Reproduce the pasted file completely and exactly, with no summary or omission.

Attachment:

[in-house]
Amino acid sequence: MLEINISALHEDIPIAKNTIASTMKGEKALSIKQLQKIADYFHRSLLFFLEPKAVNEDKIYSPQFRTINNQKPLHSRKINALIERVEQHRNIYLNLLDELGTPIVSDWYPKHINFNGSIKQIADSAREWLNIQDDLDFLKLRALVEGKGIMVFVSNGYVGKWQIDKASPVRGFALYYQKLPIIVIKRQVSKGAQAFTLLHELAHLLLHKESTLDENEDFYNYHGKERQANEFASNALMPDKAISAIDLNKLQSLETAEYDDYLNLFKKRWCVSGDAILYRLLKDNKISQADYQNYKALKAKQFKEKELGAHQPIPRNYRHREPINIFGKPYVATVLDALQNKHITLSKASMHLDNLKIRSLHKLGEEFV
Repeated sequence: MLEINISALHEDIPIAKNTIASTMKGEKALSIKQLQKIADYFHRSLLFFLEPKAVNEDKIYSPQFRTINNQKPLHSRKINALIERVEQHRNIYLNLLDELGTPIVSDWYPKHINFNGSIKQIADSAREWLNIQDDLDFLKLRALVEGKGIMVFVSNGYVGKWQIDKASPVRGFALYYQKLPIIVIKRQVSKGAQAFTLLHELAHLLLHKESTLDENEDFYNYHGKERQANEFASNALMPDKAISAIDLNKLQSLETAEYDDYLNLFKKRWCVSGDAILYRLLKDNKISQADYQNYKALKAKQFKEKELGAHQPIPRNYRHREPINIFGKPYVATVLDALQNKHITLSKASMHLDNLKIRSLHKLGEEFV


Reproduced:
[in-house]
Amino acid sequence: MLEINISALHEDIPIAKNTIASTMKGEKALSIKQLQKIADYFHRSLLFFLEPKAVNEDKIYSPQFRTINNQKPLHSRKINALIERVEQHRNIYLNLLDELGTPIVSDWYPKHINFNGSIKQIADSAREWLNIQDDLDFLKLRALVEGKGIMVFVSNGYVGKWQIDKASPVRGFALYYQKLPIIVIKRQVSKGAQAFTLLHELAHLLLHKESTLDENEDFYNYHGKERQANEFASNALMPDKAISAIDLNKLQSLETAEYDDYLNLFKKRWCVSGDAILYRLLKDNKISQADYQNYKALKAKQFKEKELGAHQPIPRNYRHREPINIFGKPYVATVLDALQNKHITLSKASMHLDNLKIRSLHKLGEEFV
Repeated sequence: MLEINISALHEDIPIAKNTIASTMKGEKALSIKQLQKIADYFHRSLLFFLEPKAVNEDKIYSPQFRTINNQKPLHSRKINALIERVEQHRNIYLNLLDELGTPIVSDWYPKHINFNGSIKQIADSAREWLNIQDDLDFLKLRALVEGKGIMVFVSNGYVGKWQIDKASPVRGFALYYQKLPIIVIKRQVSKGAQAFTLLHELAHLLLHKESTLDENEDFYNYHGKERQANEFASNALMPDKAISAIDLNKLQSLETAEYDDYLNLFKKRWCVSGDAILYRLLKDNKISQADYQNYKALKAKQFKEKELGAHQPIPRNYRHREPINIFGKPYVATVLDALQNKHITLSKASMHLDNLKIRSLHKLGEEFV